Becoming A North Carolinian… On Paper

While at home I had to become a North Carolinian. Well, I think these labels identifying yourself are all artificial and distract you from who you really are. But, in order to change my address for my Danish bank to my parents’ address in North Carolina I had to register myself as a North Carolinian and get an ID card.

Such are the problems faced when you are a nomad.. 🙂

Also, since we have a spectacular voting system – the envy of the 18th century – I had to register as a North Carolinian to vote. Voting in the U.S. is a very illogical, un-unified system of all 50 states doing their own thing, but basically you vote and someone in the Electoral College then votes representationally on your behalf.


But getting my ID turned out to be a bit of an experiment. Despite all the illegal immigration here, it’s actually somewhat difficult to prove you are a U.S. citizen. Since anyone born in the U.S. is automatically a citizen, a birth certificate is proof. But the license bureau always requires multiple forms of ID since, unlike pretty much everywhere else in the world, there is no national ID card here.

In the end, due to the move and fabulous disorganization, my social security card and birth certificate were both lost somewhere in the house, packed in some box or folder. Time was running out, so my last weekday in North Carolina, we scraped together what we could.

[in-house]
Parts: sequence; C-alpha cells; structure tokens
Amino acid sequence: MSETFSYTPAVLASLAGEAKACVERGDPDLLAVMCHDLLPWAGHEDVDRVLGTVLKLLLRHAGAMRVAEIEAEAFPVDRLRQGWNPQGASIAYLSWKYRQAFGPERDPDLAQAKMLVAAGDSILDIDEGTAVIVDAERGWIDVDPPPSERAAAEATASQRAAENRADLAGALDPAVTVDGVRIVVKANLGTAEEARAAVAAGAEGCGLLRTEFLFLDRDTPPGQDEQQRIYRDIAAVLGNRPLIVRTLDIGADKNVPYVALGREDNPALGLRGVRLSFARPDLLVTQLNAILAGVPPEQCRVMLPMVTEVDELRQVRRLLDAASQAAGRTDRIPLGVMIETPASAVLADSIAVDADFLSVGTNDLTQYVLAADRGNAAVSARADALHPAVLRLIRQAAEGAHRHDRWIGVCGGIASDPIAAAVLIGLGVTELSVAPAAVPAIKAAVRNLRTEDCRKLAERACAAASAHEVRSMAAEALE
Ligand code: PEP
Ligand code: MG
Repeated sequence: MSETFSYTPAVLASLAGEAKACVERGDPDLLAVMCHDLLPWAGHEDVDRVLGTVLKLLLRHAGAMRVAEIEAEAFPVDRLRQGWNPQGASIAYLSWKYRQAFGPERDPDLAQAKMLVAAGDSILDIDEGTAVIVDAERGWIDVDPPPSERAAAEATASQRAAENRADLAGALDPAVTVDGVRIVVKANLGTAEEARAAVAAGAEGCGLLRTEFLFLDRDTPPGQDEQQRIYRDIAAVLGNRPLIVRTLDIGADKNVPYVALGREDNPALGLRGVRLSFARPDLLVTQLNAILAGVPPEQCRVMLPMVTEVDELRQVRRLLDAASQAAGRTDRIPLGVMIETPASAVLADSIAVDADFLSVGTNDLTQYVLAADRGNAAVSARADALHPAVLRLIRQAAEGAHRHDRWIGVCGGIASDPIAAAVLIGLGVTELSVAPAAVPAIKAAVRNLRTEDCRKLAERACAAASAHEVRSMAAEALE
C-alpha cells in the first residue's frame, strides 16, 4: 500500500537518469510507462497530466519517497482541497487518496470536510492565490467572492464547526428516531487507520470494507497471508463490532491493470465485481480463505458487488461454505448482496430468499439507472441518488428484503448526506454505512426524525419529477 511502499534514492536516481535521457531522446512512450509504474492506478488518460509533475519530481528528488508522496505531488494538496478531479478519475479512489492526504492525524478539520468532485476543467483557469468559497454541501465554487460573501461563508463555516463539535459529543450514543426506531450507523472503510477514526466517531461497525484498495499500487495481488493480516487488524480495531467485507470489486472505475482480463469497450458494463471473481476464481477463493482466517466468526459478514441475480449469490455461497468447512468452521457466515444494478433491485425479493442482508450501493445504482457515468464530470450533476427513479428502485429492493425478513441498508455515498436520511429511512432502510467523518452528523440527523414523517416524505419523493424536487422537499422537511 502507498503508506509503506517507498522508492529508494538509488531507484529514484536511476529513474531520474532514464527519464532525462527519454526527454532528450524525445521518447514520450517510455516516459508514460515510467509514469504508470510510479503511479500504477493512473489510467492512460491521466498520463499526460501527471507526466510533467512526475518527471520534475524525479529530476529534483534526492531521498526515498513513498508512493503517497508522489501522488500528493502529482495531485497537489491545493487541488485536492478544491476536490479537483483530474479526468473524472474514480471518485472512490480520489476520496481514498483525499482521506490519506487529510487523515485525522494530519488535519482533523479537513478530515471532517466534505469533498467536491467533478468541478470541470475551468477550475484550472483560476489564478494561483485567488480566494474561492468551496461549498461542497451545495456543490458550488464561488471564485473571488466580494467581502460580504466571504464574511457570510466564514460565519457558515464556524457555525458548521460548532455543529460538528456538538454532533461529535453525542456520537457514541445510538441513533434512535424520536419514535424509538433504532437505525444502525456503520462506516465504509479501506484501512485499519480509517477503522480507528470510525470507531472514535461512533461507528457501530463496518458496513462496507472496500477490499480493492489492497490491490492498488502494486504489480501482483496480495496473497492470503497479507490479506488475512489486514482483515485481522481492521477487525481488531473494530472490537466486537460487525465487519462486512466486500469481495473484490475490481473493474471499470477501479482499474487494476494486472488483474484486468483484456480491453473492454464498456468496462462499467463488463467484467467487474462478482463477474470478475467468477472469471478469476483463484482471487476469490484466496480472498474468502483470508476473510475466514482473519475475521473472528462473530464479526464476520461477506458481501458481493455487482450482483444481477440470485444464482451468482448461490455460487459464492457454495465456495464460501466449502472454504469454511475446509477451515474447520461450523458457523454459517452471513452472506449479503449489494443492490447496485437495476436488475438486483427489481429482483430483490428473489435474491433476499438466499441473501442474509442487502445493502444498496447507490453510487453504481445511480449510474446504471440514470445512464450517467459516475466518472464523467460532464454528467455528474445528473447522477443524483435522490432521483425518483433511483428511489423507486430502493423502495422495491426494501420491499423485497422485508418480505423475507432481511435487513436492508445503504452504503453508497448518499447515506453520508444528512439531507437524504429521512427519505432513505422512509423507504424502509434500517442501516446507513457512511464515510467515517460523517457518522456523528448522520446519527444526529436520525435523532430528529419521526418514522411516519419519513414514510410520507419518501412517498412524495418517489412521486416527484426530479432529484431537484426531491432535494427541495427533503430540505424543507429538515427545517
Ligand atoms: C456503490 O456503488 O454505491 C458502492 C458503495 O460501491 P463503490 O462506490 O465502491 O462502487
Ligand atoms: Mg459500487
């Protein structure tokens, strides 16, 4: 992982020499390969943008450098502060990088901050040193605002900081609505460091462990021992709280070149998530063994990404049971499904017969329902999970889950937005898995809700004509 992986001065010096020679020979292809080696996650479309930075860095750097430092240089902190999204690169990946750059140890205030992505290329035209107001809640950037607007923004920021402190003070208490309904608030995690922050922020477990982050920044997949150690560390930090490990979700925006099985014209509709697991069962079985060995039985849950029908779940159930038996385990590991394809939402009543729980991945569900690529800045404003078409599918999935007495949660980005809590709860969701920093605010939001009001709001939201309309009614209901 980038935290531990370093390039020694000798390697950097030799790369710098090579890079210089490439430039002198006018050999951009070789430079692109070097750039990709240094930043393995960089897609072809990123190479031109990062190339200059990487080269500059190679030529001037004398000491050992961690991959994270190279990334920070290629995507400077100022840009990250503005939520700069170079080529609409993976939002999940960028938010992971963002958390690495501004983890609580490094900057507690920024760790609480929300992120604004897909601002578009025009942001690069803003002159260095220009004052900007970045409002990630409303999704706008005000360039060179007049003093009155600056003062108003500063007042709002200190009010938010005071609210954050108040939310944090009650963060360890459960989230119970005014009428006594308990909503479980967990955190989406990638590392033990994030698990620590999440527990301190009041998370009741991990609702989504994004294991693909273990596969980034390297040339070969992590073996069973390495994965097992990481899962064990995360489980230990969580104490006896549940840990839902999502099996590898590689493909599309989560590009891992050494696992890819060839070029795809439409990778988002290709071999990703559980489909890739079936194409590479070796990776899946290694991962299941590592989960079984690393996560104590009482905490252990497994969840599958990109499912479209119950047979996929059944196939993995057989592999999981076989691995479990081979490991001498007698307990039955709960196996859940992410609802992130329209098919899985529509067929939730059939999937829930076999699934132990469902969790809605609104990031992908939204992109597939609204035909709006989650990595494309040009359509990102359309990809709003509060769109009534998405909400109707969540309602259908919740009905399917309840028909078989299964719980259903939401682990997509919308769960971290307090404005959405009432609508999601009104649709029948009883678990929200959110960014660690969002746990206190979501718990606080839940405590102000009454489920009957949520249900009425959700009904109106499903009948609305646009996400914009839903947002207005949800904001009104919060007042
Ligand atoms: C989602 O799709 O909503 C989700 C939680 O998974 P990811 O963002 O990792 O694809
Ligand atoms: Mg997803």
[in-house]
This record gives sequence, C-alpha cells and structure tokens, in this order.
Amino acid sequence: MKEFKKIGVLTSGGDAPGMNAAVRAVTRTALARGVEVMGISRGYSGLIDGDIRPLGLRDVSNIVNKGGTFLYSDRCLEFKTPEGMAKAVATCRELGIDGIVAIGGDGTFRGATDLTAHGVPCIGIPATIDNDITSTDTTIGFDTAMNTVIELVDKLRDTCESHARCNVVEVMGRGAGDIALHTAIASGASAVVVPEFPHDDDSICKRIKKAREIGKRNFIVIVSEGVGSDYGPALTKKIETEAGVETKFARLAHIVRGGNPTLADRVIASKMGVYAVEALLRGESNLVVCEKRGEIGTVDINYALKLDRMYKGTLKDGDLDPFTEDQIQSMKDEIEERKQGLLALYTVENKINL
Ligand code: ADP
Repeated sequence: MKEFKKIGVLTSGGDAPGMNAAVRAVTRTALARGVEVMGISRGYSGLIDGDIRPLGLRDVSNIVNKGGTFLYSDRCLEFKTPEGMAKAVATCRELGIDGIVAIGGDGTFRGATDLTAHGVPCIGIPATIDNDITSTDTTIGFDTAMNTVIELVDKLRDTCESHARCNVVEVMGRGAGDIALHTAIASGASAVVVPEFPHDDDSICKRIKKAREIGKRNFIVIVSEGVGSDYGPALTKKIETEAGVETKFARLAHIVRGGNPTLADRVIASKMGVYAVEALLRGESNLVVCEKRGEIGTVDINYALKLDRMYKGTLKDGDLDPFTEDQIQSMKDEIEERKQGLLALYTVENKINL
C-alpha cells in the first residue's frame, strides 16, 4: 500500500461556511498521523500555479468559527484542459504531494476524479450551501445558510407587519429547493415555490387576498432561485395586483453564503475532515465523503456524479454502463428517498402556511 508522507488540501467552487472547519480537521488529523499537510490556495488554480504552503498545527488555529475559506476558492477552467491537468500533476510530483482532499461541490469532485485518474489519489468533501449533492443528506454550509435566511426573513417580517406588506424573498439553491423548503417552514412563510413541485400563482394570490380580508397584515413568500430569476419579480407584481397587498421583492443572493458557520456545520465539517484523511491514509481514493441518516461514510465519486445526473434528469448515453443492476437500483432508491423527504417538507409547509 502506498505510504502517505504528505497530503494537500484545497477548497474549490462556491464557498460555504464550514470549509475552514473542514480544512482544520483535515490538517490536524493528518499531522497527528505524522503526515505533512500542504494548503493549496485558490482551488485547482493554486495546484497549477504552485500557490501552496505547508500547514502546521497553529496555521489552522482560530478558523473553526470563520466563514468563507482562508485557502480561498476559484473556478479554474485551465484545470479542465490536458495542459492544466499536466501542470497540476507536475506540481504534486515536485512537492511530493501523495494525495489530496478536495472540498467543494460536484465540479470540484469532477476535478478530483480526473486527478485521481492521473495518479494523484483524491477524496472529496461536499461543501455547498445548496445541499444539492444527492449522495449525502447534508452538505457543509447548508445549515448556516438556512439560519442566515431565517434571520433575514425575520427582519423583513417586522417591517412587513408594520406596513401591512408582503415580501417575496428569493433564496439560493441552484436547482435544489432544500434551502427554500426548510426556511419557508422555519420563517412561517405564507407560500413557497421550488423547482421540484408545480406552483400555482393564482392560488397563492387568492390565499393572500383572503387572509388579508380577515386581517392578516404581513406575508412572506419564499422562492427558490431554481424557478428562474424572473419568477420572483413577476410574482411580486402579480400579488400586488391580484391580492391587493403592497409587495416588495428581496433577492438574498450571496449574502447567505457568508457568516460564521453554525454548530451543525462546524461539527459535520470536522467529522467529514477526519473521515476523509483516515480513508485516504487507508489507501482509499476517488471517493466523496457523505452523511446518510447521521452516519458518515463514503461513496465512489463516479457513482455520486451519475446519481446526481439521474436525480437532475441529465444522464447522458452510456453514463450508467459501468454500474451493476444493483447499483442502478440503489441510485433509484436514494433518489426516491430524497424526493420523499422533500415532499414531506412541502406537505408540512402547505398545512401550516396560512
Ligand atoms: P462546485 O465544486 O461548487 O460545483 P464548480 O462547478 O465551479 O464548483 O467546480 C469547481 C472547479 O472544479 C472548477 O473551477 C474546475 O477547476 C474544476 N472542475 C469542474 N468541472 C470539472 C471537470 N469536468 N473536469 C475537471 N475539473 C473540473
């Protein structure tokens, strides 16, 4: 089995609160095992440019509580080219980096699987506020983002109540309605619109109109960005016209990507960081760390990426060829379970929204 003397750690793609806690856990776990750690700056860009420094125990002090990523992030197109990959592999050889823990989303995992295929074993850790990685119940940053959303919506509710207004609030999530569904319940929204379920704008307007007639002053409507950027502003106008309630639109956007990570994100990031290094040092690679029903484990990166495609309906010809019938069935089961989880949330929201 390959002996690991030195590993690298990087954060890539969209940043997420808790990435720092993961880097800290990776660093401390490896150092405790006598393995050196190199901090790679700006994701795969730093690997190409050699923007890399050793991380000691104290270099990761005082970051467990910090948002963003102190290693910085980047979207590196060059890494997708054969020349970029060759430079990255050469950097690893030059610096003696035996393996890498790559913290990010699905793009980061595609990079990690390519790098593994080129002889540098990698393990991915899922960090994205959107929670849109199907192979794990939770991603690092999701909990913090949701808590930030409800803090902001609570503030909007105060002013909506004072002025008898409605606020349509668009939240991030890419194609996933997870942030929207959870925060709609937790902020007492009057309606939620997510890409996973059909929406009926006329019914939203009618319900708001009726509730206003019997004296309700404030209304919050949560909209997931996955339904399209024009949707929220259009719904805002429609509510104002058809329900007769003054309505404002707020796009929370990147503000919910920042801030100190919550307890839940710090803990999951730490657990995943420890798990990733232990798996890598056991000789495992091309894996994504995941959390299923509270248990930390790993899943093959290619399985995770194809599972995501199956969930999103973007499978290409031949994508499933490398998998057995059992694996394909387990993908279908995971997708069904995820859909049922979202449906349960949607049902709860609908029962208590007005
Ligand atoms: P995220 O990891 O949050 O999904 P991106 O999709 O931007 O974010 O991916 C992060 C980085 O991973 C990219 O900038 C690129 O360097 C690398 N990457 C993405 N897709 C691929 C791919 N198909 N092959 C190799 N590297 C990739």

Instead of my social security card I found an old tax return and a FAFSA form from when I was a student at Ohio State University. Both had my social security number on it. I had my Ohio driver’s license as well, my passport, and a utility bill from my parents to show the new residence in North Carolina.

Apparently, when my parents applied for their new driver’s licenses the clerk gave them a hard time and challenged them on many fronts. In my case, the lady was extremely nice and I had no problem at all.

I know that many states have passed laws in the past few years making it more difficult to register to vote. I don’t know if North Carolina is one of them, but I had no problem.

So, I guess I’m a North Carolinian now. Does it feel any different? No. Because it really doesn’t matter. It’s just a label…

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